photo by Steven Sebring
Before he was a Wolf of Wall Street, for which he won the Globe for Best Actor in a Motion Picture, Musical or Comedy, a 20-year-old Leonardo DiCaprio was wearing Oakleys and rocking 1995-loads of gel in Paper. DiCaprio told us he wasn't interested in pursuing the giant-box office star route:
"I don't want to be ahead of the pack. I don't want to be the gigantic romantic lead guy. Not to say there's anything wrong with that, but as long as I can stay along with the pack and keep running with it, in the end I'll probably have a good body of work to look back on. The only thing I'd probably consider doing -- as far as those types of movies are concerned -- is the next Star Wars trilogy. If that were ever to come up, that would be a tough decision, 'cause that would be awesome."
Back in Paper's September 2007 issue, Andy Samberg, who won for Best Actor in a TV Series, Musical or Comedy for his role on Brooklyn Nine-Nine (which also took home an award for Best TV series, musical or comedy), was just grateful that Dick in the Box and the culty comedy flop Hot Rod were helping alleviate some of the pressure that "Lazy Sunday's" success created for the Lonely Island:
"I think 'Dick in a Box' really took the pressure off a lot. And by pressure I mean took the pressure off our balls. It really lifted the dick up. And the video 'Dick in a Box' with Justin Timberlake took the pressure off more figuratively. After 'Lazy Sunday,' I was like, 'This is going to be the only thing anyone is ever going to want to talk to me about for the rest of my life.' I mean, I was really happy that we had something that people connected with, but you don't want to be the band that always has people talking about their first album. After 'Dick in a Box,' we were like, 'Ahhh, now we have two things we can talk about.' And then after Hot Rod it was three."
And here's Lorne Michaels predicting that Hot Rod will likely be held up one day as some of Samberg's best work: "Critics just don't like new comedians, and they certainly don't like them if they come from SNL or television. Later on, they revise their opinions and say that so-and-so's later films aren't as good as the first ones. I think the picture will be thought of differently in two years."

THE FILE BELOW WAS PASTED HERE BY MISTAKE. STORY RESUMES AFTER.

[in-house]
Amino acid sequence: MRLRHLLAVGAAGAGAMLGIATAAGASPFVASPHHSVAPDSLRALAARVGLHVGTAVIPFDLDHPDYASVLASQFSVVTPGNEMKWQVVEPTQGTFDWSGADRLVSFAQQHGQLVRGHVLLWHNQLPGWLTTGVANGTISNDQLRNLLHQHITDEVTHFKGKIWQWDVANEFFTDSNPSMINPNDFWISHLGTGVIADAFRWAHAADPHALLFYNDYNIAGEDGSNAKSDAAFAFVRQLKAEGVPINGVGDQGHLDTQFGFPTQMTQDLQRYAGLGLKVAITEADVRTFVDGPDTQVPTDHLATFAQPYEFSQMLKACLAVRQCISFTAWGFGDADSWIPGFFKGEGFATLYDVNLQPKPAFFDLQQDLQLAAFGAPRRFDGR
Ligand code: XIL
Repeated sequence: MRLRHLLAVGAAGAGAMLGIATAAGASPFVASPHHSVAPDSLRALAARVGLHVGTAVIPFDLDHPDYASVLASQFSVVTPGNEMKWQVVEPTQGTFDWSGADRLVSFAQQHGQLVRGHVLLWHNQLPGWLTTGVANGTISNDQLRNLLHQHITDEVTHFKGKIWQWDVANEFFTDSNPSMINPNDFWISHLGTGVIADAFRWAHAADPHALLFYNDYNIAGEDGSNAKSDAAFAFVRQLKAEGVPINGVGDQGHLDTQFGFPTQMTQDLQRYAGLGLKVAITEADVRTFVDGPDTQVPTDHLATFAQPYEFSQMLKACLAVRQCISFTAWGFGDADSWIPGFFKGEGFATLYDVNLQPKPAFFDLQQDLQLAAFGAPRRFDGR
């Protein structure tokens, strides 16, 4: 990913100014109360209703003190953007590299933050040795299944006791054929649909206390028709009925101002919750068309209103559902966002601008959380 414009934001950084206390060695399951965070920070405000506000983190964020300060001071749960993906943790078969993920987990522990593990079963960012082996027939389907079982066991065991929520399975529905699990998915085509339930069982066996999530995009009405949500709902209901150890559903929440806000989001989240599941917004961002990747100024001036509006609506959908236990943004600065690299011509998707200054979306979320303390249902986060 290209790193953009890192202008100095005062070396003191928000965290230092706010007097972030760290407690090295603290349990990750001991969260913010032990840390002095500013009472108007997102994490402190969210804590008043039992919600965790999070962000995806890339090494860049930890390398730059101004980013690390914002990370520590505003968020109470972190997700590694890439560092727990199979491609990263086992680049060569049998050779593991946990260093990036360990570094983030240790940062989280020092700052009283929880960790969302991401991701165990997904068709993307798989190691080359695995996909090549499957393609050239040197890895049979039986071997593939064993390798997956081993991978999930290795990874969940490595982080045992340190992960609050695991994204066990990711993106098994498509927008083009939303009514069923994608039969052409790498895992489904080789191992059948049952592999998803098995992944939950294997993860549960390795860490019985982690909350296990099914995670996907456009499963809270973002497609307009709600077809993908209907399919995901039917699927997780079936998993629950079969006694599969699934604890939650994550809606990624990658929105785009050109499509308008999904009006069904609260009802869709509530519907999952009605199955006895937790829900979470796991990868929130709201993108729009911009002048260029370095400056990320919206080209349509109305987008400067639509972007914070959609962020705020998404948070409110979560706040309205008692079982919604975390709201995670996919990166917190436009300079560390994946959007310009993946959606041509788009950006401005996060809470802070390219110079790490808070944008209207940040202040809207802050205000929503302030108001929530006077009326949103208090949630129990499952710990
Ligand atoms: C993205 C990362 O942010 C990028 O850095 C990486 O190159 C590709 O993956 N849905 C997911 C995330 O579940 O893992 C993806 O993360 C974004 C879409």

photo by Jacqueline Di Milia.
When we featured Elisabeth Moss, who won Best actress in a miniseries or TV movie for her role in Jane Campions' detective mini-series Top of the Lake, back in October 2008, she was two seasons into Mad Men and willing to dedicate a big chunk of 2009 to starring in David Mamet's Speed the Plow.
"For five months we're going to be doing the show. And it's David Mamet ... You don't not do David Mamet."
Back when we made Globes host and winner Amy Poehler a Beautiful Person in 2003, she described her 2001 debut as a cast member on Saturday Night Live thusly:
"I just stayed out of the way and tried not to ruin anything."
Photo by Walter Chin
In our 2013/14 Winter Issue, on stands now, Amy Poehler chalked up Parks and Recreation's rabid following to the show's writing. Poehler won Best actress in a TV series, musical or comedy for her portrayal of Parks' ever-optimistic, super-ambitious Leslie Knope.
"That's a testament to Mike Schur, Greg Daniels [the show's creators] and the writers. The writing's really top-notch. I dig shows where all the characters don't talk like the 28-year-old writer in the room. Like, there was never a moment in All in the Family where Archie was aware of what an idiot he was, and wink-winked it, and said, 'OMG.'"